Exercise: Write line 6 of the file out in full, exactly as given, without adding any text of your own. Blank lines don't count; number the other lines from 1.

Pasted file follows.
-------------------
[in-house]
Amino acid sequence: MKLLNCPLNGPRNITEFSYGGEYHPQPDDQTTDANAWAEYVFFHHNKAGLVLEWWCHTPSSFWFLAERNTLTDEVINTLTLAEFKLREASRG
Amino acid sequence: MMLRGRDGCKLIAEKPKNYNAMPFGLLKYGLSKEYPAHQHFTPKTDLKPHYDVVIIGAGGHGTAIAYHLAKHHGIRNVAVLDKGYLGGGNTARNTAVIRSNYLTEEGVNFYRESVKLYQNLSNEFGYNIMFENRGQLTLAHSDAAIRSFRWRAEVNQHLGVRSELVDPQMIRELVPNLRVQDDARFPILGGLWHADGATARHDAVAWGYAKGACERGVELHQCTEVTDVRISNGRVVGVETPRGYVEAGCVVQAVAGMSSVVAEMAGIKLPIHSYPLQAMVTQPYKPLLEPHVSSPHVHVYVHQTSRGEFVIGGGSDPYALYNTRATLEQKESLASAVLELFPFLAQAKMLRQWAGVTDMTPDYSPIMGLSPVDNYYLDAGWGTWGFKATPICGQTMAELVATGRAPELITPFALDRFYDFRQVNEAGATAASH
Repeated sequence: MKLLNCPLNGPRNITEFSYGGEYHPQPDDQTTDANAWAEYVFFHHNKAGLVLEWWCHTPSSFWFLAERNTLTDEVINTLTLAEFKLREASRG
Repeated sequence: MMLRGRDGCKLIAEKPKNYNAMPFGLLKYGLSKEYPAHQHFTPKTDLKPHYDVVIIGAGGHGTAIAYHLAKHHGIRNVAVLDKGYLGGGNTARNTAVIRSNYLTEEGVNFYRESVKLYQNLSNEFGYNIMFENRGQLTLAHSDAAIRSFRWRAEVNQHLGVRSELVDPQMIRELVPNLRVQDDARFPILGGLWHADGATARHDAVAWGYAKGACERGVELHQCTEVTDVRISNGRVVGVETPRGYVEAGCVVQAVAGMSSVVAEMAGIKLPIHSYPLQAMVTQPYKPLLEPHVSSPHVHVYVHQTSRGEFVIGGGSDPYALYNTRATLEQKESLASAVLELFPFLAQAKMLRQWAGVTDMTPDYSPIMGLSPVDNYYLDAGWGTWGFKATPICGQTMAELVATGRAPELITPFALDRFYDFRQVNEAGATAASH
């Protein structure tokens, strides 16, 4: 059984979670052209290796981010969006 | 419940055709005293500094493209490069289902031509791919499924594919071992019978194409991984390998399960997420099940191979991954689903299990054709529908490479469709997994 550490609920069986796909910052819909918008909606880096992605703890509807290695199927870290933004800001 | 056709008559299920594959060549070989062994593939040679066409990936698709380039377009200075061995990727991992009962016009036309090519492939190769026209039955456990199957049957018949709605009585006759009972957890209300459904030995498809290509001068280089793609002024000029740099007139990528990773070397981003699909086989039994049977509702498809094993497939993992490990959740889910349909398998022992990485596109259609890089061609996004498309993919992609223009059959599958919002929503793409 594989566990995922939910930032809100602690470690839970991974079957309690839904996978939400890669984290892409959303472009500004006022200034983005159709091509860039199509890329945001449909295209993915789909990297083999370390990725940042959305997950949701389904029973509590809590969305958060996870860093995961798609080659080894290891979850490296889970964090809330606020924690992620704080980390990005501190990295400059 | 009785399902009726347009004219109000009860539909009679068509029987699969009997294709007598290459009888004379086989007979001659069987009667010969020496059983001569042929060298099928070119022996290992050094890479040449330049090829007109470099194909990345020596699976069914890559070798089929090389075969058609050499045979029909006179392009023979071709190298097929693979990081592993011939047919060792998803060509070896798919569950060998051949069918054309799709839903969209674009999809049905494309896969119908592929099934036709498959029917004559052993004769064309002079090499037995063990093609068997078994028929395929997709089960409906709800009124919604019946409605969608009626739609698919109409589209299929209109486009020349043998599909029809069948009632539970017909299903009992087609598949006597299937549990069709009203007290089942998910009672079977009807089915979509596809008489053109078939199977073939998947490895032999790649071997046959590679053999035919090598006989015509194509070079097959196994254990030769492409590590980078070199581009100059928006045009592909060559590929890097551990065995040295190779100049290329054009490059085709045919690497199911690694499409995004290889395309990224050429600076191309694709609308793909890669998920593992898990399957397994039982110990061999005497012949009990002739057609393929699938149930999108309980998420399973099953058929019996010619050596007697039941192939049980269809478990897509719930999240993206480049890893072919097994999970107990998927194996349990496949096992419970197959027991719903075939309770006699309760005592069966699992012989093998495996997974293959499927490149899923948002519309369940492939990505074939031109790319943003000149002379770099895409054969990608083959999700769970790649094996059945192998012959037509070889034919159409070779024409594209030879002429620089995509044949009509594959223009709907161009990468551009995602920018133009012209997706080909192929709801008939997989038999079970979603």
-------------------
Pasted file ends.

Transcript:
């Protein structure tokens, strides 16, 4: 059984979670052209290796981010969006 | 419940055709005293500094493209490069289902031509791919499924594919071992019978194409991984390998399960997420099940191979991954689903299990054709529908490479469709997994 550490609920069986796909910052819909918008909606880096992605703890509807290695199927870290933004800001 | 056709008559299920594959060549070989062994593939040679066409990936698709380039377009200075061995990727991992009962016009036309090519492939190769026209039955456990199957049957018949709605009585006759009972957890209300459904030995498809290509001068280089793609002024000029740099007139990528990773070397981003699909086989039994049977509702498809094993497939993992490990959740889910349909398998022992990485596109259609890089061609996004498309993919992609223009059959599958919002929503793409 594989566990995922939910930032809100602690470690839970991974079957309690839904996978939400890669984290892409959303472009500004006022200034983005159709091509860039199509890329945001449909295209993915789909990297083999370390990725940042959305997950949701389904029973509590809590969305958060996870860093995961798609080659080894290891979850490296889970964090809330606020924690992620704080980390990005501190990295400059 | 009785399902009726347009004219109000009860539909009679068509029987699969009997294709007598290459009888004379086989007979001659069987009667010969020496059983001569042929060298099928070119022996290992050094890479040449330049090829007109470099194909990345020596699976069914890559070798089929090389075969058609050499045979029909006179392009023979071709190298097929693979990081592993011939047919060792998803060509070896798919569950060998051949069918054309799709839903969209674009999809049905494309896969119908592929099934036709498959029917004559052993004769064309002079090499037995063990093609068997078994028929395929997709089960409906709800009124919604019946409605969608009626739609698919109409589209299929209109486009020349043998599909029809069948009632539970017909299903009992087609598949006597299937549990069709009203007290089942998910009672079977009807089915979509596809008489053109078939199977073939998947490895032999790649071997046959590679053999035919090598006989015509194509070079097959196994254990030769492409590590980078070199581009100059928006045009592909060559590929890097551990065995040295190779100049290329054009490059085709045919690497199911690694499409995004290889395309990224050429600076191309694709609308793909890669998920593992898990399957397994039982110990061999005497012949009990002739057609393929699938149930999108309980998420399973099953058929019996010619050596007697039941192939049980269809478990897509719930999240993206480049890893072919097994999970107990998927194996349990496949096992419970197959027991719903075939309770006699309760005592069966699992012989093998495996997974293959499927490149899923948002519309369940492939990505074939031109790319943003000149002379770099895409054969990608083959999700769970790649094996059945192998012959037509070889034919159409070779024409594209030879002429620089995509044949009509594959223009709907161009990468551009995602920018133009012209997706080909192929709801008939997989038999079970979603």